Could be: inadequate arousal. This is by far the most common cause of painful sex, which nearly two out of three women experience. Your body isn't designed to be penetrated until it's ready. Triggers include not enough foreplay, hormonal disorders, alcohol, depression, stress, certain drugs, and not feeling turned on by your partner.

Solutions: Some medications dry out your natural lubricant, or it could be a simple case of not enough foreplay. Always use lubricant if your natural lube is lacking.

Feels like: painful sex with discharge and itchiness; painful urination, sores or warts
Could be: an infection. That could mean an STI such as herpes, hlamydia or HPV, or an ailment such as a yeast or urinary tract infection (UTI). The symptoms may vary, and the friction caused by intercourse can intensify them, adding to your discomfort. Also, if you've started having sex again after a long drought, you may have contracted what is known as a "honeymoon UTI". It means having loads of intercourse without lubing up properly, setting you up for infection.

Solutions: certain infections, such as UTIs and thrush, can be easily treated with over-the-counter medications. But unless you've had one before and are sure of what it is, see your GP and get tested for STIs. Never ignore genital symptoms — most infections won't go away on their own.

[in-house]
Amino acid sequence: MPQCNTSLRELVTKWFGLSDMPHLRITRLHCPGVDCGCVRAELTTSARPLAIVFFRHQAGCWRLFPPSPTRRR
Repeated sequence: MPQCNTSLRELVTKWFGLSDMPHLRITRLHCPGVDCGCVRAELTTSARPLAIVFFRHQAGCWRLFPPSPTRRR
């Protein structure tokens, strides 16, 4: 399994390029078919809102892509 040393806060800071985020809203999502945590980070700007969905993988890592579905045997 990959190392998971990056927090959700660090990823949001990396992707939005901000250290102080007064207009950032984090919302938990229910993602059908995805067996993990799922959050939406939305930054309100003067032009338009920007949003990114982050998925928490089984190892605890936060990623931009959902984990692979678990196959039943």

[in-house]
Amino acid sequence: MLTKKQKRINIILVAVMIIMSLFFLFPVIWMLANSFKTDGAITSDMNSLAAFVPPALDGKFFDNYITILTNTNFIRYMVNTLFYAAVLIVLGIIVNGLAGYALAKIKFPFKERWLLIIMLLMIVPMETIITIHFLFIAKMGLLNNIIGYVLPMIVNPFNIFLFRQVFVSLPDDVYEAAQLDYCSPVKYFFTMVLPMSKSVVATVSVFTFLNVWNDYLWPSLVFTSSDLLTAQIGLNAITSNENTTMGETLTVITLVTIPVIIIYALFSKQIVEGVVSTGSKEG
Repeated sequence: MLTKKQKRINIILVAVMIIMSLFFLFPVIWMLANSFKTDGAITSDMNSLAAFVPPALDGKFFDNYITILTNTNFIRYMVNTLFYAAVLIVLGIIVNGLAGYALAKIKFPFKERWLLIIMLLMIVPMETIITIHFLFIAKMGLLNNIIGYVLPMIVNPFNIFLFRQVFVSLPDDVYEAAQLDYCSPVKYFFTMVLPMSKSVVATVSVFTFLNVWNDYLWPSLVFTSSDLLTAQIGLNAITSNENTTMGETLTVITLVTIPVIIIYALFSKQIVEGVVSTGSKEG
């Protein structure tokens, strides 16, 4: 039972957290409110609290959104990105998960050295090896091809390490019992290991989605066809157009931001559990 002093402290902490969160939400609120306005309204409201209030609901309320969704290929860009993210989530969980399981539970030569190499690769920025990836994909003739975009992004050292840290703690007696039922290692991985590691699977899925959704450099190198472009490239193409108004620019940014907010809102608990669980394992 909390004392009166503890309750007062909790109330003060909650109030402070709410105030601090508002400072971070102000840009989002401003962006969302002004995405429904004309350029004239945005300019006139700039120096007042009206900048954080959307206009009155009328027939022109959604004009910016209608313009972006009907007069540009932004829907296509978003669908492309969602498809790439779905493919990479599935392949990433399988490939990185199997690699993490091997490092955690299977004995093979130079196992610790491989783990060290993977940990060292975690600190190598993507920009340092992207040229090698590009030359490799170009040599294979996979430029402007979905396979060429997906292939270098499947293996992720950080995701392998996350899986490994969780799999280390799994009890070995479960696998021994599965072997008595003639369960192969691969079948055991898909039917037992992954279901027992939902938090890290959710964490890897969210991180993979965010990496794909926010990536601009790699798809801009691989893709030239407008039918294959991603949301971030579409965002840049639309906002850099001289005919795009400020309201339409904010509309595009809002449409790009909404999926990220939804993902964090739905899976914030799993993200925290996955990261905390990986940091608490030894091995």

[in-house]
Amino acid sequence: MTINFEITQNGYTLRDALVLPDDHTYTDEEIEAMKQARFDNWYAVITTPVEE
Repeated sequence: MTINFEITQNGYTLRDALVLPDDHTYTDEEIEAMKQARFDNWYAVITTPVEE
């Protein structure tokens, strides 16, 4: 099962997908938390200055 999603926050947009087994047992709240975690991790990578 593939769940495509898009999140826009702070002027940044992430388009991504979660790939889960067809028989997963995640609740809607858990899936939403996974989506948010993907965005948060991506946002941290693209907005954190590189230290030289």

Feels like: itchiness, redness, mild swelling, burning or stinging during sex
Could be: a skin irritation. The skin around the vagina is very sensitive, and many products can cause irritation. Some common culprits include fragrant soaps, laundry detergents, scented tampons and even edible lingerie. You could also be allergic to the latex in condoms and diaphragms. Narrow the field of suspects by keeping track of new products you've used or by eliminating possible causes one at a time.

Solutions: a cold compress — simply a clean face cloth soaked in cold water — can ease your discomfort. Creams containing one percent hydrocortisone can work well too, but don't ever use them on the inside of your vagina without first asking your GP. If it is an allergic reaction, oral antihistamines can help, but again, see your GP. As a general rule, try to avoid using any heavily scented or deodorised products around your genitals.

Feels like: pain on entry during sex; burning, sticking, tightness and muscle spasms in the vagina and/or lower back